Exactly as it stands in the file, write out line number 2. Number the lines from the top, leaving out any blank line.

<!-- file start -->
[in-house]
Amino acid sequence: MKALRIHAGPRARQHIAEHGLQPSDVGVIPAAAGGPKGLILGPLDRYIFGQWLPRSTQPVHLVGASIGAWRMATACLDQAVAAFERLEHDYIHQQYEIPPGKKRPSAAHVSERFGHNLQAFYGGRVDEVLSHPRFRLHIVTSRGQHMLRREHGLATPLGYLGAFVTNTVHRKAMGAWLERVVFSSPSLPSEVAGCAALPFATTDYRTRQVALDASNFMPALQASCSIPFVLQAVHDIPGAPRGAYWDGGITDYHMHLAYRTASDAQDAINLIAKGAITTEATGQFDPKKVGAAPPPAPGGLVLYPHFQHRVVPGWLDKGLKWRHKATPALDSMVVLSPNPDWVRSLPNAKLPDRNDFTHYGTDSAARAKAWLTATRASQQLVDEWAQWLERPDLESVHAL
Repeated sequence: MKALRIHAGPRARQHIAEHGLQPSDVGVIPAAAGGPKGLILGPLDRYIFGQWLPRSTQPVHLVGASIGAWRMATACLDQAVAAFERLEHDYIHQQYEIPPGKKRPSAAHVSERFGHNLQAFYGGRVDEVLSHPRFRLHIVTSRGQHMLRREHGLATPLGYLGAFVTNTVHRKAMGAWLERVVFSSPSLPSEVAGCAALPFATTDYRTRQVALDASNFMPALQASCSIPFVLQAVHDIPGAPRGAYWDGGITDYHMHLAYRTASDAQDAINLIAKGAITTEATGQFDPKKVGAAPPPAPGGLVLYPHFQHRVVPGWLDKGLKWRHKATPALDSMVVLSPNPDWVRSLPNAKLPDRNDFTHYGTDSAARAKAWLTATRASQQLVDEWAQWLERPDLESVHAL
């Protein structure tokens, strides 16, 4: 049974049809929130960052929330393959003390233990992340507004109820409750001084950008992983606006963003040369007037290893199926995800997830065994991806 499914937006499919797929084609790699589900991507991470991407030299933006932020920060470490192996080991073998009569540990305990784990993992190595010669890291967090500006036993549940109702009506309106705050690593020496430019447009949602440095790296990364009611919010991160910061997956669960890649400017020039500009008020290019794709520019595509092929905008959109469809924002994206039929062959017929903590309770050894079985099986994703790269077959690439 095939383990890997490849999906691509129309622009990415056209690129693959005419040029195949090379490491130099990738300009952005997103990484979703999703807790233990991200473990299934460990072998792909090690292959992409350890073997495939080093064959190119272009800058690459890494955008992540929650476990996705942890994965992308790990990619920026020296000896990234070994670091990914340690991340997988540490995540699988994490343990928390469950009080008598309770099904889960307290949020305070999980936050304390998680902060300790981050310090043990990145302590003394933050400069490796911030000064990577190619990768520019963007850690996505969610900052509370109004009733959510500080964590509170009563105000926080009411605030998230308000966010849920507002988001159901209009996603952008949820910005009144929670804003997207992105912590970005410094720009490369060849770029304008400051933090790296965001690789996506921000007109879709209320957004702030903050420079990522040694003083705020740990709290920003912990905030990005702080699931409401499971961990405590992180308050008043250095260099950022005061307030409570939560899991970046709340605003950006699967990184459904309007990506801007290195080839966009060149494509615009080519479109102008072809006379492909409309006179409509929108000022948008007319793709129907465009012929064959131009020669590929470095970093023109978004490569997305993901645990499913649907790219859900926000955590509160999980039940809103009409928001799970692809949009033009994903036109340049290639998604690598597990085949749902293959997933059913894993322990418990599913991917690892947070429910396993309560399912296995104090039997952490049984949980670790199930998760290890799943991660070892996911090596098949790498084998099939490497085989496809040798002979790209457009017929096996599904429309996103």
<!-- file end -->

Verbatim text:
Amino acid sequence: MKALRIHAGPRARQHIAEHGLQPSDVGVIPAAAGGPKGLILGPLDRYIFGQWLPRSTQPVHLVGASIGAWRMATACLDQAVAAFERLEHDYIHQQYEIPPGKKRPSAAHVSERFGHNLQAFYGGRVDEVLSHPRFRLHIVTSRGQHMLRREHGLATPLGYLGAFVTNTVHRKAMGAWLERVVFSSPSLPSEVAGCAALPFATTDYRTRQVALDASNFMPALQASCSIPFVLQAVHDIPGAPRGAYWDGGITDYHMHLAYRTASDAQDAINLIAKGAITTEATGQFDPKKVGAAPPPAPGGLVLYPHFQHRVVPGWLDKGLKWRHKATPALDSMVVLSPNPDWVRSLPNAKLPDRNDFTHYGTDSAARAKAWLTATRASQQLVDEWAQWLERPDLESVHAL